Cold & Flu Season

Did you get your flu shot yet? It’s that time of year when nasty little microscopic critters try to invade your body and assault you with aches, pains, and mucus. It’s not fun writing when your sick but somehow writers push through to meet deadlines. But what about your computer?

For your computer the cold and flu season is 24/7/365. That’s right, every second that ticks by could be the last healthy one your computer experiences. Even seasoned computer professionals can fall victim to an unwanted infection. I know of two technical professionals who experienced a virus in the last month. Even with corporate firewalls, restrictive Window policies, and some of the most expensive antivirus software money can buy, they were still infected.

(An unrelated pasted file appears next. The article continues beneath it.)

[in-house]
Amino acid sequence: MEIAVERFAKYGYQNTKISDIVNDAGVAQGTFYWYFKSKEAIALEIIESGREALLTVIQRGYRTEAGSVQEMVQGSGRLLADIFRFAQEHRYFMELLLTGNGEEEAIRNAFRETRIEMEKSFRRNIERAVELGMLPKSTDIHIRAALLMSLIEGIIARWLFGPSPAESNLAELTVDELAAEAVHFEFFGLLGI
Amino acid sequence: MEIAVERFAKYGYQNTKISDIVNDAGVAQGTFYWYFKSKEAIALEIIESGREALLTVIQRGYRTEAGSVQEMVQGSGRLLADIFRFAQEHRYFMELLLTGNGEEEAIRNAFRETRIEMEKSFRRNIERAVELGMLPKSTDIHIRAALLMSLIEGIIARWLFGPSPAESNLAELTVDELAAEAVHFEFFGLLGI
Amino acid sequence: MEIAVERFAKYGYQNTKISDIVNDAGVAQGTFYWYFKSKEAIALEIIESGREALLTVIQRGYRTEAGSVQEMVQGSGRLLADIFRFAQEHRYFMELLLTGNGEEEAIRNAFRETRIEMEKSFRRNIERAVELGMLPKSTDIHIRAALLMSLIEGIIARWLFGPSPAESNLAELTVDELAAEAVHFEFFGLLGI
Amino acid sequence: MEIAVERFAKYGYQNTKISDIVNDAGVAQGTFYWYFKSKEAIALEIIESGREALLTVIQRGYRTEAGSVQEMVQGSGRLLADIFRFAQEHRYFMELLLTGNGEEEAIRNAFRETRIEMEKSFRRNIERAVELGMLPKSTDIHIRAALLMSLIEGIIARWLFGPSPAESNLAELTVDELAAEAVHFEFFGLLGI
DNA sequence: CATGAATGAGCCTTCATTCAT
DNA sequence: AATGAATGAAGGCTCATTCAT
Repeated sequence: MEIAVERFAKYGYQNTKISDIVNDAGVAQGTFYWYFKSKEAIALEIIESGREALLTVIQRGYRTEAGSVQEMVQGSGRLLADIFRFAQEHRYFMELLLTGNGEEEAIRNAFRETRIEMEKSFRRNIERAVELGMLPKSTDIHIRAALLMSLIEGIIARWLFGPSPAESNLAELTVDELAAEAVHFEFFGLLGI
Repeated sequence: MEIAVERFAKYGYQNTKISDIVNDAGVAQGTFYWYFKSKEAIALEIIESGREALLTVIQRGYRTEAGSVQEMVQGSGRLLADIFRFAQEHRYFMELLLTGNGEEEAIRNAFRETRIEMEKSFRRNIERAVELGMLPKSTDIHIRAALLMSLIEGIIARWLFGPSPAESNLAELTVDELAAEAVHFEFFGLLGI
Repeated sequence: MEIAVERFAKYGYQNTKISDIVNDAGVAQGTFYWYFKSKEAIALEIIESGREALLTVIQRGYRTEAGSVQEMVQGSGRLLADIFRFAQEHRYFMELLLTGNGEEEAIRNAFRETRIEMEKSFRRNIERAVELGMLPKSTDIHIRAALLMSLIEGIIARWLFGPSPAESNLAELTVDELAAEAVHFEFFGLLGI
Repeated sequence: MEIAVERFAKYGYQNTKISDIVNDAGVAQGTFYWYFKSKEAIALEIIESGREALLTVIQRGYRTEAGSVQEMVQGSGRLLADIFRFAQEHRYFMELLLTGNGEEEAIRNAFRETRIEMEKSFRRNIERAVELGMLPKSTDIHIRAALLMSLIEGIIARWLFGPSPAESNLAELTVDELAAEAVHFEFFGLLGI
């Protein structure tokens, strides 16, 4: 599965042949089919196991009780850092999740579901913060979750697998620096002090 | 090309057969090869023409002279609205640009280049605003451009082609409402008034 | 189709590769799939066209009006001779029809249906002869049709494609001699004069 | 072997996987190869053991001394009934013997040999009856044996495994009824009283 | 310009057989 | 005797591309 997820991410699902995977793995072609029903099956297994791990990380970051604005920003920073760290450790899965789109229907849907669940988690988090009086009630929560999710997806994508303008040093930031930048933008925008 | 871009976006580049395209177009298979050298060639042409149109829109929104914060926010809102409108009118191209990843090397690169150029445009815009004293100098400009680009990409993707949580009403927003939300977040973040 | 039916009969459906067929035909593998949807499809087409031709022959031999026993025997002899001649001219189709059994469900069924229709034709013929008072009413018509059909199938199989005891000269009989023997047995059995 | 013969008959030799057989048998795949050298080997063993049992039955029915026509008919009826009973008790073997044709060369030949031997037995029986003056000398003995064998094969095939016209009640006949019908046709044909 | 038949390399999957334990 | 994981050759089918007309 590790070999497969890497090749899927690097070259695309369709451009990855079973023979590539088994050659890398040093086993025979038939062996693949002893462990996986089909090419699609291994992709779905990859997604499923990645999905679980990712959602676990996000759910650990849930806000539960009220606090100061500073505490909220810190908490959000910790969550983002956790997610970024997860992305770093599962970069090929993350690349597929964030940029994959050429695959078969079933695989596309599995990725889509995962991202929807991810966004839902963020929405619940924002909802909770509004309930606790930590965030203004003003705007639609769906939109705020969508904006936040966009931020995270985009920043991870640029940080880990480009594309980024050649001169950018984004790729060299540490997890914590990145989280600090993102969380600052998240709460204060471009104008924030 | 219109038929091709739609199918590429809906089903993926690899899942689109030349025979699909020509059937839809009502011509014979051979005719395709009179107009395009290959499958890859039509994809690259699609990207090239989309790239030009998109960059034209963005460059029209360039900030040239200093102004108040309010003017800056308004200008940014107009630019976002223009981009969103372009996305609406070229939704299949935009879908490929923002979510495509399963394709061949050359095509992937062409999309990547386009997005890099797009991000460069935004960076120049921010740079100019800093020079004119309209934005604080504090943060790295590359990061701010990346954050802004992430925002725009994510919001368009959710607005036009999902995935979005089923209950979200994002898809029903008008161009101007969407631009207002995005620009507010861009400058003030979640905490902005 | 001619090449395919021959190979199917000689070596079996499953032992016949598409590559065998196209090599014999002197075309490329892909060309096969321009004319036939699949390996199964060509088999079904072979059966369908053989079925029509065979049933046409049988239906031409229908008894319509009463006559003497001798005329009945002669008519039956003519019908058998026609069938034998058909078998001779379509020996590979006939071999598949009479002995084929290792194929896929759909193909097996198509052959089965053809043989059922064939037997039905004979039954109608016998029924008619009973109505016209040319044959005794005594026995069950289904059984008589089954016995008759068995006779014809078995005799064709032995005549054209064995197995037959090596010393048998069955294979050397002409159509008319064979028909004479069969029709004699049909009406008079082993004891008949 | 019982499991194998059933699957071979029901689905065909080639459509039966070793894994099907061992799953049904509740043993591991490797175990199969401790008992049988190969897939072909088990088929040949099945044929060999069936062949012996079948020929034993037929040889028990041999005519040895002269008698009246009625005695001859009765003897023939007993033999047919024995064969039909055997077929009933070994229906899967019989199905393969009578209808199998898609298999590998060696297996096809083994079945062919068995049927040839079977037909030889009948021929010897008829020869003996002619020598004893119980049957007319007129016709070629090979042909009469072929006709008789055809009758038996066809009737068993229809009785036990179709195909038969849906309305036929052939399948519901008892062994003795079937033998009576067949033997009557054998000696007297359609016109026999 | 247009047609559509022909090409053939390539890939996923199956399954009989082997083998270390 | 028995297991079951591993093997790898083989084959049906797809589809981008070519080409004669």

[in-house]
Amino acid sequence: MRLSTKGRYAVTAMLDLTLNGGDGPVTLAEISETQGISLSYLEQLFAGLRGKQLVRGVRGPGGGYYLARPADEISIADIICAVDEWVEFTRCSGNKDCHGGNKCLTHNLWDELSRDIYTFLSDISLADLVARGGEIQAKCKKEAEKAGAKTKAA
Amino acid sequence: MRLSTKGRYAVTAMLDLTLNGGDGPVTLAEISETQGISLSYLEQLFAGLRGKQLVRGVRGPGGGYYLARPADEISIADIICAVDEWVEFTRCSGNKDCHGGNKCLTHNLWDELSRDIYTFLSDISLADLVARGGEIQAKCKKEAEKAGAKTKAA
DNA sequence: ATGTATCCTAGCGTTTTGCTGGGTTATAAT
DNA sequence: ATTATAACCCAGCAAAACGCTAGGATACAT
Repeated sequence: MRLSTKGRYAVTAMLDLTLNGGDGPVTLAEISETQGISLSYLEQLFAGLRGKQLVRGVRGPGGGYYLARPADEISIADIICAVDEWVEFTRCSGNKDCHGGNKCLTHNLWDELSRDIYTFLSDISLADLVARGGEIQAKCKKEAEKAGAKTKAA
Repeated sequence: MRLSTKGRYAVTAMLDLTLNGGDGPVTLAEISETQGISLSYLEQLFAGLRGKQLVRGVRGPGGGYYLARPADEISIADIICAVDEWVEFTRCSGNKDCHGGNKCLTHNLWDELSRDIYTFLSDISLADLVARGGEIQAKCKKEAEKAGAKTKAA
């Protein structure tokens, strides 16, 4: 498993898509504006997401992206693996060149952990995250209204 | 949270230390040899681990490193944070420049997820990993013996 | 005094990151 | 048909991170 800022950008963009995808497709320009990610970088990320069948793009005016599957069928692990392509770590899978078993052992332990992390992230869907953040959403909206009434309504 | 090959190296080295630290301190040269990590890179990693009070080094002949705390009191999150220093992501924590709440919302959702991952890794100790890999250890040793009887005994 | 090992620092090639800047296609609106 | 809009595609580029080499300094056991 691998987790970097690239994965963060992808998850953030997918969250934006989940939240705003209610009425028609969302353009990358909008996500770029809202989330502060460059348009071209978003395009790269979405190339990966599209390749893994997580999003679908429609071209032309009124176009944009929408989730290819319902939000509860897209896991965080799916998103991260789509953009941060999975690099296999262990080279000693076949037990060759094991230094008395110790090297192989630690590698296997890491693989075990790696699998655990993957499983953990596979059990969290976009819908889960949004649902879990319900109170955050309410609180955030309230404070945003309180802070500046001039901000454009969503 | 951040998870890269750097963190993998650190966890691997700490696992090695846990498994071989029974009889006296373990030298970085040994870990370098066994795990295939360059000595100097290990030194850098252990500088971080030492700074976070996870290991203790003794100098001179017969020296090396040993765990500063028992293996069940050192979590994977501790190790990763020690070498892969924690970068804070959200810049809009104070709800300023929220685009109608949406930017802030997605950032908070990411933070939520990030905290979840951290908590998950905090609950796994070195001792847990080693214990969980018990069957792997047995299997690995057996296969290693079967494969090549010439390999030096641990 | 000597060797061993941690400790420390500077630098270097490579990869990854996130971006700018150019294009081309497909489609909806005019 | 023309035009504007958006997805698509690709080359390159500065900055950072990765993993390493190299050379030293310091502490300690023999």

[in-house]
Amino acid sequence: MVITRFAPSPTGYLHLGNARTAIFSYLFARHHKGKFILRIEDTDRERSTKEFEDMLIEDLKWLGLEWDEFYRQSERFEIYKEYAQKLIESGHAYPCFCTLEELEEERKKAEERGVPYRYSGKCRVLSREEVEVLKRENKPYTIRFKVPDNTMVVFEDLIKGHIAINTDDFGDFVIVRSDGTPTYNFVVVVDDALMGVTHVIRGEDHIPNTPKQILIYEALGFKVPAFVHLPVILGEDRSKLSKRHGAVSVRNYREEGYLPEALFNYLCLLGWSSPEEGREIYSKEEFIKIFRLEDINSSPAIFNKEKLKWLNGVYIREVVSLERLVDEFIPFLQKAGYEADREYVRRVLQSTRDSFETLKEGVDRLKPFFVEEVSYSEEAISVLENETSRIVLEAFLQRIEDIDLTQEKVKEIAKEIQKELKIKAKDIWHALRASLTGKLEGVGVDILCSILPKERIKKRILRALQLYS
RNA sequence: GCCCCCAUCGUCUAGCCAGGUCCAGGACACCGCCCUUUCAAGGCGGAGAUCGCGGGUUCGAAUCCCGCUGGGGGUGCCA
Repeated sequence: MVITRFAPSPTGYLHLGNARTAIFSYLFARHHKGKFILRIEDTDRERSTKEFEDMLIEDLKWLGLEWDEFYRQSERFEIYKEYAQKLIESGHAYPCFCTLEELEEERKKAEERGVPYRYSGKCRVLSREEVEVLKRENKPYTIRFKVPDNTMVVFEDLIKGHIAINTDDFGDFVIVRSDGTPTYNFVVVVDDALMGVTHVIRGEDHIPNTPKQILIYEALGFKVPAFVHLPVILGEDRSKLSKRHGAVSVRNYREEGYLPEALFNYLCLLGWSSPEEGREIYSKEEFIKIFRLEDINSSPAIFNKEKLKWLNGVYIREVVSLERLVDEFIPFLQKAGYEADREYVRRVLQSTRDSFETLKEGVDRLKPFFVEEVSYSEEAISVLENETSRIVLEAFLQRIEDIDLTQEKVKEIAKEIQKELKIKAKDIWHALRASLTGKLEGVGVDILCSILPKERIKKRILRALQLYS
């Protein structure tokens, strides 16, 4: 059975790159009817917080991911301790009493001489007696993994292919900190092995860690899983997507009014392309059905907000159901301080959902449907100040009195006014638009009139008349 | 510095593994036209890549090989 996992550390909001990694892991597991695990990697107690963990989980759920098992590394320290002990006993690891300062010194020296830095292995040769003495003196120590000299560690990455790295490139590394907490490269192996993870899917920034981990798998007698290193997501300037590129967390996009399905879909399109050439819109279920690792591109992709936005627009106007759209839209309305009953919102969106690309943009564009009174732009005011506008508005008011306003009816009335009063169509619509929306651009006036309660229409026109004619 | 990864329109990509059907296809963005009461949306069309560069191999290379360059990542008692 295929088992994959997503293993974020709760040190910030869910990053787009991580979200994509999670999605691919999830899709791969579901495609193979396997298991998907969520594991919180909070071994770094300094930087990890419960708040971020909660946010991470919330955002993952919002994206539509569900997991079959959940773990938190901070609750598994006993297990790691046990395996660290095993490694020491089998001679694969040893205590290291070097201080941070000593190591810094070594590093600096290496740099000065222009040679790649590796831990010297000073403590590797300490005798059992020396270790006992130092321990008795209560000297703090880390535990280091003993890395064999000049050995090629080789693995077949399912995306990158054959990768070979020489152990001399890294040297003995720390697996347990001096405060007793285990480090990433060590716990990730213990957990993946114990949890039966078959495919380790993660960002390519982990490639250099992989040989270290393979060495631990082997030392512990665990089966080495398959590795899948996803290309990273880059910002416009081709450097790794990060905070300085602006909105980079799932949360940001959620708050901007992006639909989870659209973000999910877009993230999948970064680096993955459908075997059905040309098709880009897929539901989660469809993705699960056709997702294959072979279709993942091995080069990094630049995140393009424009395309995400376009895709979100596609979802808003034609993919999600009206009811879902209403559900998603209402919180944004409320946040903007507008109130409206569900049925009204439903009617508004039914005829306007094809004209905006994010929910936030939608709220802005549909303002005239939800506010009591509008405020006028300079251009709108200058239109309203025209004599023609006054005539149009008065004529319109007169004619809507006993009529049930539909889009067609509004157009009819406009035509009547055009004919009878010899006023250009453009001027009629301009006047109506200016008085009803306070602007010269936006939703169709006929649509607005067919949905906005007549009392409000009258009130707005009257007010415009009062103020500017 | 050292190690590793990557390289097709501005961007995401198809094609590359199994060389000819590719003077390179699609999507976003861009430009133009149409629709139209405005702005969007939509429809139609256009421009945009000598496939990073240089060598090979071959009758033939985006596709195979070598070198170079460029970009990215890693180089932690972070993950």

For the purposes of brevity I am not going to get into the definitions of worms, Trojan horses, virus, root kits, bots…and the list goes one. If you are interested in the differences, please visit or read this white paper at the website.

Now do not think since you own a MAC product or use Linux, or have an Android device, or a Blackberry, or Windows Mobile, or a phone using Symbian OS, you are safe. Oh no. Some individuals are so bored they will hack into anything they can access. For you mobile users, this means never leave Bluetooth or WiFi connection running when you are not using it. Nasty things can happen. Just this year I was at a tradeshow and my Android phone started spontaneously dialing numbers. After I turned off WiFi and Bluetooth, it stopped.

You must remember that your technology is always under assault. Always. People earn a living by finding illegal ways to infiltrate your devices. However, there is a lot you can do to prevent and limit a breach.

Let’s cover the no-tech required rules first. Here are some guidelines:

If you receive an email or IM out of the blue stating you have won money or a valuable prize, delete it immediately. At best it’s a scam to steal your identity. At worst clicking on the link will install a virus, bot, or some other nasty program you don’t want.